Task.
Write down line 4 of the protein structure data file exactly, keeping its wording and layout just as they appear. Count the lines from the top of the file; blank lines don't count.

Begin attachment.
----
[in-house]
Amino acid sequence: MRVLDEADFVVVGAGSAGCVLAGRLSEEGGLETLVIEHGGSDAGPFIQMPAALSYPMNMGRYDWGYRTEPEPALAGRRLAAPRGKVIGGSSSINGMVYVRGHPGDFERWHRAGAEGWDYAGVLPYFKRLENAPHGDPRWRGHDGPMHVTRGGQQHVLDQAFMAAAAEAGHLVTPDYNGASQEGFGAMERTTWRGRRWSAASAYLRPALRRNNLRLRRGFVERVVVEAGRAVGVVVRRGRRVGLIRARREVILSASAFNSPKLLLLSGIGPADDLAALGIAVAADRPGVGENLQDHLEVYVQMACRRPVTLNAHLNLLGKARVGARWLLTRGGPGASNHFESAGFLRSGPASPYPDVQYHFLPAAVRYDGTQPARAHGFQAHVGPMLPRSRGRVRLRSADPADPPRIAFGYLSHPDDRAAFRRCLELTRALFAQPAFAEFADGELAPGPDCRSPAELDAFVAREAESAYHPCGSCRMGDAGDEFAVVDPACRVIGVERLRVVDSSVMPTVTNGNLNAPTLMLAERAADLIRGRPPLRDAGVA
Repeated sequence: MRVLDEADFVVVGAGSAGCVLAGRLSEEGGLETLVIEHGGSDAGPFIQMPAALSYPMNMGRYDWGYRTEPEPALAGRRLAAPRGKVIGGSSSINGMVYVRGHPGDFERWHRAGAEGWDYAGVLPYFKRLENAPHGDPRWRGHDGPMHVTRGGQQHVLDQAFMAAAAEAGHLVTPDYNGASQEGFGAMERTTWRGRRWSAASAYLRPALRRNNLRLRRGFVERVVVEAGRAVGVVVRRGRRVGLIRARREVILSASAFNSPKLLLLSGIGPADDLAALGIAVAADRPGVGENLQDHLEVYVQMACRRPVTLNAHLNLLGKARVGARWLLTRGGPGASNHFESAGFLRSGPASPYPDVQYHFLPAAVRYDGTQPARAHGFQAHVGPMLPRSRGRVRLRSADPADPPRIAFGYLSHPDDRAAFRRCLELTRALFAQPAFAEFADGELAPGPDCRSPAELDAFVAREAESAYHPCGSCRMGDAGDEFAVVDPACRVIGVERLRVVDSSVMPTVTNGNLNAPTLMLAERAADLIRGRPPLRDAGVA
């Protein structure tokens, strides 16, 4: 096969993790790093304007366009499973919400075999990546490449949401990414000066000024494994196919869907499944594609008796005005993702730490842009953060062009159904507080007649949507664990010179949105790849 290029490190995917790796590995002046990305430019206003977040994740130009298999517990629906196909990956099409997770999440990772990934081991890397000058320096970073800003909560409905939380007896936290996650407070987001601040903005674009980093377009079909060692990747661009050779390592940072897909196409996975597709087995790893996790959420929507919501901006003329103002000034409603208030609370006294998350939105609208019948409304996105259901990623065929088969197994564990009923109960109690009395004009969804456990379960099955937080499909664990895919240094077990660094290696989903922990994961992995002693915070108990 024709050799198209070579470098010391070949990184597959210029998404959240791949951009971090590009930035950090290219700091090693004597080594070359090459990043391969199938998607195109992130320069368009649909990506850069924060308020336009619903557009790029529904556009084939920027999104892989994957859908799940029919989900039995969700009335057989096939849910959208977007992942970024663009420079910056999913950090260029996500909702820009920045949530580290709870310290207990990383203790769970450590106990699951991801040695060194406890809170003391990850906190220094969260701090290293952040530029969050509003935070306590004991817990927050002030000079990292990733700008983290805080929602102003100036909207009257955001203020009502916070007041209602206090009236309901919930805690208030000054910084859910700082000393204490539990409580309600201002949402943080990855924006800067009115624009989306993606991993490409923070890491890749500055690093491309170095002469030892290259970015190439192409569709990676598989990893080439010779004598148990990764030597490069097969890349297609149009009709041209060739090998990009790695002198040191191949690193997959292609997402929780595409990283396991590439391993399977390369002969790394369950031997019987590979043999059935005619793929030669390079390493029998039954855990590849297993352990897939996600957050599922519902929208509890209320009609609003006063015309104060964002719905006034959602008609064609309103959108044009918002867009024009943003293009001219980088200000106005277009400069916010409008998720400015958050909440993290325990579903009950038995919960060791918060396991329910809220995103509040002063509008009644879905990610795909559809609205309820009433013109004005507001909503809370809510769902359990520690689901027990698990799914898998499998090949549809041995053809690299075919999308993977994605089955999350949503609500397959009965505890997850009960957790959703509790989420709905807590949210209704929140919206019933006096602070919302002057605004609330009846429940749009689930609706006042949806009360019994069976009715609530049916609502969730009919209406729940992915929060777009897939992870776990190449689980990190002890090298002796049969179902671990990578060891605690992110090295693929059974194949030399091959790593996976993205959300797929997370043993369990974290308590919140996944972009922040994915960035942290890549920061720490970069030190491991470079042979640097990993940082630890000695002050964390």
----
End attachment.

């Protein structure tokens, strides 16, 4: 096969993790790093304007366009499973919400075999990546490449949401990414000066000024494994196919869907499944594609008796005005993702730490842009953060062009159904507080007649949507664990010179949105790849 290029490190995917790796590995002046990305430019206003977040994740130009298999517990629906196909990956099409997770999440990772990934081991890397000058320096970073800003909560409905939380007896936290996650407070987001601040903005674009980093377009079909060692990747661009050779390592940072897909196409996975597709087995790893996790959420929507919501901006003329103002000034409603208030609370006294998350939105609208019948409304996105259901990623065929088969197994564990009923109960109690009395004009969804456990379960099955937080499909664990895919240094077990660094290696989903922990994961992995002693915070108990 024709050799198209070579470098010391070949990184597959210029998404959240791949951009971090590009930035950090290219700091090693004597080594070359090459990043391969199938998607195109992130320069368009649909990506850069924060308020336009619903557009790029529904556009084939920027999104892989994957859908799940029919989900039995969700009335057989096939849910959208977007992942970024663009420079910056999913950090260029996500909702820009920045949530580290709870310290207990990383203790769970450590106990699951991801040695060194406890809170003391990850906190220094969260701090290293952040530029969050509003935070306590004991817990927050002030000079990292990733700008983290805080929602102003100036909207009257955001203020009502916070007041209602206090009236309901919930805690208030000054910084859910700082000393204490539990409580309600201002949402943080990855924006800067009115624009989306993606991993490409923070890491890749500055690093491309170095002469030892290259970015190439192409569709990676598989990893080439010779004598148990990764030597490069097969890349297609149009009709041209060739090998990009790695002198040191191949690193997959292609997402929780595409990283396991590439391993399977390369002969790394369950031997019987590979043999059935005619793929030669390079390493029998039954855990590849297993352990897939996600957050599922519902929208509890209320009609609003006063015309104060964002719905006034959602008609064609309103959108044009918002867009024009943003293009001219980088200000106005277009400069916010409008998720400015958050909440993290325990579903009950038995919960060791918060396991329910809220995103509040002063509008009644879905990610795909559809609205309820009433013109004005507001909503809370809510769902359990520690689901027990698990799914898998499998090949549809041995053809690299075919999308993977994605089955999350949503609500397959009965505890997850009960957790959703509790989420709905807590949210209704929140919206019933006096602070919302002057605004609330009846429940749009689930609706006042949806009360019994069976009715609530049916609502969730009919209406729940992915929060777009897939992870776990190449689980990190002890090298002796049969179902671990990578060891605690992110090295693929059974194949030399091959790593996976993205959300797929997370043993369990974290308590919140996944972009922040994915960035942290890549920061720490970069030190491991470079042979640097990993940082630890000695002050964390």